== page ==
20130324-114831.jpg

“That’s interesting,” I thought, “Native Americans and bison.” Two groups that my ancestors hunted to the brink of extinction. Yet, today they symbolize the preservation of our wild frontier.

Whoops.

After I made this connection, the looming text of the Gettysburg Address started to feel like a grand contradiction. This speech was given almost three decades before the Wounded Knee Massacre that finally ended the American Indian Wars. When he gave the speech, Lincoln made the bold claim that the phrase, “all men are created equal,” applied to enslaved people, but he made no mention of the other war out West.

Instead, he said that “our forefathers brought forth on this continent a new nation, conceived in liberty…” It was an incredible proposition (and it’s a remarkable nation), but our forefathers needed a clean slate for this new, great nation. So they drove away all signs that this wasn’t a new or completely pure endeavor.

Native Americans were quarantined to the remotest sections of this land-rich nation. Today, many residents of the reservations live in poverty, many desire cultural and traditional significance, and many long for the places of their forefathers.

This world wasn’t new when America was founded. Freedom wasn’t truly extended when the Civil War ended. Today, we are living the dreams of Europeans that took a chance.

The rest is complicated/history.

Generations of Mentors

You know that brief moment in “Tarzan” when he is flying through the air between vines? That’s basically been my life for the last five years.

Like many of you, I left my family and friends to start college in Richmond. My first night in town, I had dinner with a student named Dan and listened while he shared his story. He became my first friend and connection to this place.

The next day, he introduced me to a few of his friends and his favorite professor. We laughed, they made fun of each other, and I began to imagine that life on this campus might actually work. In some small way, I was closer to home.

I had no idea how fast time in college would move. I especially didn’t know how significant those first few friends would be in providing me with advice as I made my way through the maze of classes, programs and professors. Without their help, I might have never found that sneaky second vine.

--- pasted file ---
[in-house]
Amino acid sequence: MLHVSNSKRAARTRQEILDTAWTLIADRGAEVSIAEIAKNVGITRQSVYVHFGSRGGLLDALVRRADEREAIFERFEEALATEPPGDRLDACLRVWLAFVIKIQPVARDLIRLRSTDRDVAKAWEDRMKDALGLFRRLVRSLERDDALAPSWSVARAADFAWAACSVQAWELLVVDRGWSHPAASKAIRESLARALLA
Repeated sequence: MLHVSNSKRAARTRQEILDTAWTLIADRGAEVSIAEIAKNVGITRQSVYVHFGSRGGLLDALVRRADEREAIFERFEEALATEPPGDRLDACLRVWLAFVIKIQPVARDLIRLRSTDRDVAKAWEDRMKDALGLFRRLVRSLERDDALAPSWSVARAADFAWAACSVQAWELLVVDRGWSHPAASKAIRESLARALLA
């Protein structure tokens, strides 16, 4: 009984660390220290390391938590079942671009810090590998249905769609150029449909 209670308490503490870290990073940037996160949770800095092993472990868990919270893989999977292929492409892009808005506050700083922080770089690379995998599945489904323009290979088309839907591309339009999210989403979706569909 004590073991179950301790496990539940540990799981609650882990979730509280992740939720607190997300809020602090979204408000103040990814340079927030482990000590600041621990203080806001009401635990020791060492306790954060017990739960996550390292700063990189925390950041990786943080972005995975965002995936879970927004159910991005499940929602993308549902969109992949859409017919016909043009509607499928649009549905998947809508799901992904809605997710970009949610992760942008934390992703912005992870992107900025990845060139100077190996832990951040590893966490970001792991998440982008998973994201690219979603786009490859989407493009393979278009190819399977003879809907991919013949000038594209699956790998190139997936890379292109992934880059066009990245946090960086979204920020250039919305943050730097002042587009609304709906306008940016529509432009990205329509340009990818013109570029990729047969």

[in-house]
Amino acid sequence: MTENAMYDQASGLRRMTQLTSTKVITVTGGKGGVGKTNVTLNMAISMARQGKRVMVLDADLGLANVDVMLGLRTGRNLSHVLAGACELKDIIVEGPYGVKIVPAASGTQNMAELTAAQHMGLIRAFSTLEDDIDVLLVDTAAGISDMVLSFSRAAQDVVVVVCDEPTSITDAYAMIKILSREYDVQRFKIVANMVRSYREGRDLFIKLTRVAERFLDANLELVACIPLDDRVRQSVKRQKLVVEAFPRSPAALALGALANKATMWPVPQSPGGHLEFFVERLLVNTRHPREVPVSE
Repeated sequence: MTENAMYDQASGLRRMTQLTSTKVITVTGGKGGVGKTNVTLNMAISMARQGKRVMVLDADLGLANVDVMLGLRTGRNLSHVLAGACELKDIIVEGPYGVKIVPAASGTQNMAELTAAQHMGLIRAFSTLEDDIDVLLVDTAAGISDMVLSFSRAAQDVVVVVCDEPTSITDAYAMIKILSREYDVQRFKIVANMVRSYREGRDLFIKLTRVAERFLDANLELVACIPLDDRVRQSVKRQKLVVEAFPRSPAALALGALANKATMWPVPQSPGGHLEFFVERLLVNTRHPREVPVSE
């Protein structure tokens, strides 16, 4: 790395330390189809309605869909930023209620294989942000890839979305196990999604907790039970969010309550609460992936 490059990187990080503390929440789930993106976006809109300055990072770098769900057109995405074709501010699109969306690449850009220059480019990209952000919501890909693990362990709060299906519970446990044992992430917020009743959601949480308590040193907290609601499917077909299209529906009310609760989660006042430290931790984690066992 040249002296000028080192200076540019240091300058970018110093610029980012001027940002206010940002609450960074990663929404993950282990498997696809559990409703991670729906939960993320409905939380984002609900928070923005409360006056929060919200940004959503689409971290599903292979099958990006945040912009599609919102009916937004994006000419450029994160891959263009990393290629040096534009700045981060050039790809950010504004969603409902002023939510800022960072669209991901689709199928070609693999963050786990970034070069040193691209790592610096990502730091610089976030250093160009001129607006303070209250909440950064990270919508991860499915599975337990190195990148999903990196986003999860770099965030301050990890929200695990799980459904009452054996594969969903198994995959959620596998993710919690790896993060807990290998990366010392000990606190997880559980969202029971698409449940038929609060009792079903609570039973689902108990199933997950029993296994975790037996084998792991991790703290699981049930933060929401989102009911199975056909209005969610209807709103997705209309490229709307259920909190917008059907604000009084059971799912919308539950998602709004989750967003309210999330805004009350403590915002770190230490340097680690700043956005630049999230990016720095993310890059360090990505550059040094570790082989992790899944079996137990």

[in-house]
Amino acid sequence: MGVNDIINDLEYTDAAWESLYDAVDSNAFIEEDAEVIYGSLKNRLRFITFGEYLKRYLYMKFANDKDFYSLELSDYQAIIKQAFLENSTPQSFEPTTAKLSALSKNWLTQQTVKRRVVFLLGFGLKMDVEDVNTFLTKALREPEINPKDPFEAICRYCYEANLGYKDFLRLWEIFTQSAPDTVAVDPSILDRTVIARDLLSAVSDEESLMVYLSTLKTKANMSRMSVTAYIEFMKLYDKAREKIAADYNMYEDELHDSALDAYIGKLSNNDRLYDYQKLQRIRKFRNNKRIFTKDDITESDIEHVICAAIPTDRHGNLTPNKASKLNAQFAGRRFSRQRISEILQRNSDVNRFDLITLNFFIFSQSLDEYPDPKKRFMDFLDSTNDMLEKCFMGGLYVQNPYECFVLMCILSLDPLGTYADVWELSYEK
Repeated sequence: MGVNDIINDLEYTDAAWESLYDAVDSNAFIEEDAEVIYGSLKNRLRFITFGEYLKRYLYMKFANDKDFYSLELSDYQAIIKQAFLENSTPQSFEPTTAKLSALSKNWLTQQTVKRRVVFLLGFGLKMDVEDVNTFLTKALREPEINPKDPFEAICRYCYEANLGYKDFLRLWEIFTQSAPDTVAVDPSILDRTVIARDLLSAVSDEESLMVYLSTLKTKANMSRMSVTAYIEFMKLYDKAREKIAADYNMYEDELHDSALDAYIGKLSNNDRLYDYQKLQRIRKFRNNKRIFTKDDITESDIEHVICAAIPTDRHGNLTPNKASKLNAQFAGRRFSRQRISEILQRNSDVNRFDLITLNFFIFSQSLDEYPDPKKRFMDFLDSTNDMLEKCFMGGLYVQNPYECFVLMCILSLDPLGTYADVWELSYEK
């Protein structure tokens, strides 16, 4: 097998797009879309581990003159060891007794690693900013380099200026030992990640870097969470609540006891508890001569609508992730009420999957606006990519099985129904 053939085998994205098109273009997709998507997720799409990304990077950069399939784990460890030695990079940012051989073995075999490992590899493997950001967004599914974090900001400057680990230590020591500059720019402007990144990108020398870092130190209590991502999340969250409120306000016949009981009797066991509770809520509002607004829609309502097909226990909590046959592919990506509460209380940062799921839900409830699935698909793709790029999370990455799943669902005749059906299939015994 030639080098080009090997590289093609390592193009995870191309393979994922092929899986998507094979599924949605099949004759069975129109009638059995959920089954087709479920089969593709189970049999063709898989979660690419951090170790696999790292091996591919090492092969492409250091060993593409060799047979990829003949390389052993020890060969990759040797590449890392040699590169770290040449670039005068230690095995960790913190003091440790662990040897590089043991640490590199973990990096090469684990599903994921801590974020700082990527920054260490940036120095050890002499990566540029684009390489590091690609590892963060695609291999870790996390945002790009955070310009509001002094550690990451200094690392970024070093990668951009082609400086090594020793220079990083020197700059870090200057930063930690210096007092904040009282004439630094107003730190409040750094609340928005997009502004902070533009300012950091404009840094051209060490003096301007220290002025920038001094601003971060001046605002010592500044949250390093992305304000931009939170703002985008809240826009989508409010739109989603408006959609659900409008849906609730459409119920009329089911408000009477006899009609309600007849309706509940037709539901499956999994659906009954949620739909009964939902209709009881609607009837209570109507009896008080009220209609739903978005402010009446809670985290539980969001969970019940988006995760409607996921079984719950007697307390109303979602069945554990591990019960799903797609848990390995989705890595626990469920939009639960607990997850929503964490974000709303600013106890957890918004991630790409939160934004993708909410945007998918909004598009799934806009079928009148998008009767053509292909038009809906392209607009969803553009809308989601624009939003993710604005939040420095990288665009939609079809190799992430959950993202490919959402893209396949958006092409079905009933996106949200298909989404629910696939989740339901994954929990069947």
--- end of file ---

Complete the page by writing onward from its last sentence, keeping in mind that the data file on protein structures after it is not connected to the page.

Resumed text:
Looking back, I wonder why I listened at all. I could have disregarded their advice and found my own way. But for some reason I appreciated their experience and trusted strangers in a strange place.

Lesson #1: When life gives you strangers, hear them out. At the very least, you’ll have a story to tell. At best, you’ll have a new guide to show you the way.

These new friends told me which classes to take (and which not to take), welcomed me into their community and drove me to the ER when I fell out of a tree and broke my arm. That’s right, this Tarzan metaphor just got real.

Not much has changed from those early days in Richmond. If I’m honest, the vines just feel farther apart and the fall much farther below. The only difference is that I now have faith that someone will introduce me to someone who can show me the way.

I’ve also matured a little since then. I certainly appreciate people more than I used to. While I usually took advice from others, I also regularly took it for granted.

Appreciating our mentors doesn’t mean we have to become our mentors, but it does mean that we have to give some effort. We have to be willing to say yes to something new and outside of our comfort zone.

Lesson #2: Receiving advice means humbling yourself long enough to actually listen.

I’ve also learned (many times over) that being mentored isn’t simply about receiving advice. Mentoring is not a product to consume or even a loan to repay. It’s also not supposed to make me feel good about myself or confirm what I already know. At its best, mentoring is a truth and a challenge. Mentoring first says, “I think you can do it,” and then, “Here’s what it’s going to take.”

Being mentored then becomes more about making choices than discussing ideas. When you receive wise counsel, it’s not a hypothetical in a book; it’s wisdom applied to your life. Receive it and say, “Thank you.”